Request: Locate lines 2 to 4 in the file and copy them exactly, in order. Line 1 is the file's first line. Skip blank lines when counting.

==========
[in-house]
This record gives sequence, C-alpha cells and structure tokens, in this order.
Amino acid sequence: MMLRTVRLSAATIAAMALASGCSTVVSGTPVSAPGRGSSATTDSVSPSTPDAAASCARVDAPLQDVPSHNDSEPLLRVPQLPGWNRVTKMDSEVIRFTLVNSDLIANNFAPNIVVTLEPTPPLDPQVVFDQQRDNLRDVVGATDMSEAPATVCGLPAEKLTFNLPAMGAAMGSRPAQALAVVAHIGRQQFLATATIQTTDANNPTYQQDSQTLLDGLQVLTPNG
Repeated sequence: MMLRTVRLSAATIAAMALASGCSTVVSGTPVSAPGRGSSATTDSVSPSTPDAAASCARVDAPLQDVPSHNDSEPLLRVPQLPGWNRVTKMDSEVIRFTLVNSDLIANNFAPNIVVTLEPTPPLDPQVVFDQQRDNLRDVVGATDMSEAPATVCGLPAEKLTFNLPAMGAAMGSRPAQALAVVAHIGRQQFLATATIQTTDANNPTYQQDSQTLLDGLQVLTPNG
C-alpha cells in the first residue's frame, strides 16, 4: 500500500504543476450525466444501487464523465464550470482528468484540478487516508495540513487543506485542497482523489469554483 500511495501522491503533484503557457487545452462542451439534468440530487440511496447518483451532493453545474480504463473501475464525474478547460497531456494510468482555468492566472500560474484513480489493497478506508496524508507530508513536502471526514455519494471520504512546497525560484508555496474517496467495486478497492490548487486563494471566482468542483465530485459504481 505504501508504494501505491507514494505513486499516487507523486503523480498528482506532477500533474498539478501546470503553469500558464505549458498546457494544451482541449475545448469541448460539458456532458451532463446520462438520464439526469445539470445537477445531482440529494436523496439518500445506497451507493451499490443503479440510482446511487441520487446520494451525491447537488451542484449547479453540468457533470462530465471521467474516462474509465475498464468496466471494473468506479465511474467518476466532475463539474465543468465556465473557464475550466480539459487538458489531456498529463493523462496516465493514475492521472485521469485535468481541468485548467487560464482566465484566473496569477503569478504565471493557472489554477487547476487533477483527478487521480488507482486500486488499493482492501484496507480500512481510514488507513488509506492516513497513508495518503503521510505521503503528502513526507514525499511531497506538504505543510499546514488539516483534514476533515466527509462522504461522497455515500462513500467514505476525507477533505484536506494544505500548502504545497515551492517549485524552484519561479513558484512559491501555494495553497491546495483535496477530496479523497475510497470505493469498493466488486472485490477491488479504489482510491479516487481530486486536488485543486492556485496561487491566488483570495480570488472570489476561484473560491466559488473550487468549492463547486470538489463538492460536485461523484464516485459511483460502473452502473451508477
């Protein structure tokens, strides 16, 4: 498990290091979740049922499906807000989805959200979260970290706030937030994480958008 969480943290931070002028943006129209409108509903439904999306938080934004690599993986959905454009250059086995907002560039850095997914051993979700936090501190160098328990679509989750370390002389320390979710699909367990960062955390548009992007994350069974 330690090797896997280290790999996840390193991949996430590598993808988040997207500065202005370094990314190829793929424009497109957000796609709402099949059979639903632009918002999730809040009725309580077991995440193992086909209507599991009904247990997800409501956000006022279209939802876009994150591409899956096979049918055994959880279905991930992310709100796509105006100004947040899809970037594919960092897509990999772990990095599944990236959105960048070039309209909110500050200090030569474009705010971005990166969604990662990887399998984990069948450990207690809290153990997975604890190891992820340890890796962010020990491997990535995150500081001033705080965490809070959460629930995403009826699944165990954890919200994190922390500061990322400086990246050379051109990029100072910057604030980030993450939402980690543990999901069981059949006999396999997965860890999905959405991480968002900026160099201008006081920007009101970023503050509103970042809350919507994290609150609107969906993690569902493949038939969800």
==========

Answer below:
This record gives sequence, C-alpha cells and structure tokens, in this order.
Amino acid sequence: MMLRTVRLSAATIAAMALASGCSTVVSGTPVSAPGRGSSATTDSVSPSTPDAAASCARVDAPLQDVPSHNDSEPLLRVPQLPGWNRVTKMDSEVIRFTLVNSDLIANNFAPNIVVTLEPTPPLDPQVVFDQQRDNLRDVVGATDMSEAPATVCGLPAEKLTFNLPAMGAAMGSRPAQALAVVAHIGRQQFLATATIQTTDANNPTYQQDSQTLLDGLQVLTPNG
Repeated sequence: MMLRTVRLSAATIAAMALASGCSTVVSGTPVSAPGRGSSATTDSVSPSTPDAAASCARVDAPLQDVPSHNDSEPLLRVPQLPGWNRVTKMDSEVIRFTLVNSDLIANNFAPNIVVTLEPTPPLDPQVVFDQQRDNLRDVVGATDMSEAPATVCGLPAEKLTFNLPAMGAAMGSRPAQALAVVAHIGRQQFLATATIQTTDANNPTYQQDSQTLLDGLQVLTPNG